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in a manner consistent with the administration of justice. The law may ultimately align itself with the latest scientific thinking, but it is doing so slowly, arbitrarily, and in a wholly unreasoned (and unstudied) fashion. In the interim, we are witnessing patterned injustice.”56 Inevitably, the incorporation of the “new learning” involves attacks on those whose research undermines established dogma – attacks that are now playing themselves out in the media and the courts. At the same time, many of the concepts viewed as “heretical” just a few years ago are now accepted even by the staunchest shaken baby advocates. At the same time, doctors, lawyers and courts are wrestling – largely on a case by case basis – with the underlying question: if these children were not murdered by their parents or caretakers, why did they die? There is, however, no single answer to this question. Instead, infants die from many causes, some known and some unknown. Sometimes specific causes can be identified; often, however, the correct answer is “we don’t know.” Sometimes this is enough; other times, judges and juries demand that an alternative cause of death be proven – a burden that is not placed on the prosecution witnesses, many of whom continue to advance unproven or even disproven hypotheses. As this suggests, the end of the story is still unwritten. II. Resistance to change Since much of the “new learning” is “old news,” the second question is why it is taking so long for these conclusions to be incorporated into “mainstream” medical and legal analysis, and why the attacks are often so vicious. Factors that influence the resistance of the medical and legal professions to the “new learning” on shaking baby syndrome include: (1) the natural human reaction to child abuse; (2) the nature of medical/legal versus scientific decision making; (3) the role of clinicians; (4) a misunderstanding of the scientific method; (5) the lack of institutional safeguards and/or corrective mechanisms; (6) the reluctance to accept new ideas and desire for certainty; (7) Sherlock Holmes reasoning; and (8) peer pressure and advocacy groups. Child abuse 90 symposium on pretrial publicity, Judge Abner Mivka, a highly respected member of the U.S. Court of Appeals for the District of Columbia, made the following comment: Pre-trial publicity is not the big difficulty. It is generic prejudice. I do not think that you can get a fair child abuse trial before a jury anywhere in the country. I really don’t . . . I do not care how sophisticated or law smart jurors are, when they hear that a child has been abused, a piece of their mind closes up and this goes for the judge, the juror, and all of us.57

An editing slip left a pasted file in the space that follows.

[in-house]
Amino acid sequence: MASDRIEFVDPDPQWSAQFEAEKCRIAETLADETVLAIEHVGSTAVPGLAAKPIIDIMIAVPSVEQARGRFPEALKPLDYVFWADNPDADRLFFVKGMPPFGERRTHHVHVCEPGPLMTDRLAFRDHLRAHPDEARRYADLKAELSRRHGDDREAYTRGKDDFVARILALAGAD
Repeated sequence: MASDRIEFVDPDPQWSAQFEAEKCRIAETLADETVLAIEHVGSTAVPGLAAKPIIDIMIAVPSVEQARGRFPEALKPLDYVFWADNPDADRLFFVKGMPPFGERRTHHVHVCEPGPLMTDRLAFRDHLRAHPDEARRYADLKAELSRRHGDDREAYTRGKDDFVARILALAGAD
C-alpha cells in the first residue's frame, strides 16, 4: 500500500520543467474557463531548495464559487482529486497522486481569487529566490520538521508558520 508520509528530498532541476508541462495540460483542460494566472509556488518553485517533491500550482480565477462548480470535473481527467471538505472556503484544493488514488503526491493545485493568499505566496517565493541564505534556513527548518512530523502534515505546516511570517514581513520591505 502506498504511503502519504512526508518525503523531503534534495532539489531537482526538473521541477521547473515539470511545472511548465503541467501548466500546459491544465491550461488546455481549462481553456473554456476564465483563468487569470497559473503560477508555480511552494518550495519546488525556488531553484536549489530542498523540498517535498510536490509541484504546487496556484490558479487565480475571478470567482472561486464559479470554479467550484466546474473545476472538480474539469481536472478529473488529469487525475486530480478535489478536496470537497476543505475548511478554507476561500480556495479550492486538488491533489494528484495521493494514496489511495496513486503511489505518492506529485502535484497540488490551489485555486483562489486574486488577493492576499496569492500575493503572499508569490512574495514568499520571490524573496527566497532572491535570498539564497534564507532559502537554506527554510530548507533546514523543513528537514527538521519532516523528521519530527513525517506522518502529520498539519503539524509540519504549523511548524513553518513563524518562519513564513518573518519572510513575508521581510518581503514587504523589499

56

Tuerkheimer D, Criminal Justice at a Crossroads: Science-Dependent Prosecution and the Problem of Epistemic Contingency, 62 Ala. L.W. __ (forthcoming 2010), electronic copy ssrn.com/abstract-1579394. 57 Vidmar N, Generic Prejudice and the Presumption of Guilt in Sex Abuse Trials, Law and Human Behavior 1997; 21(1):5-25 at 5 (emphasis added).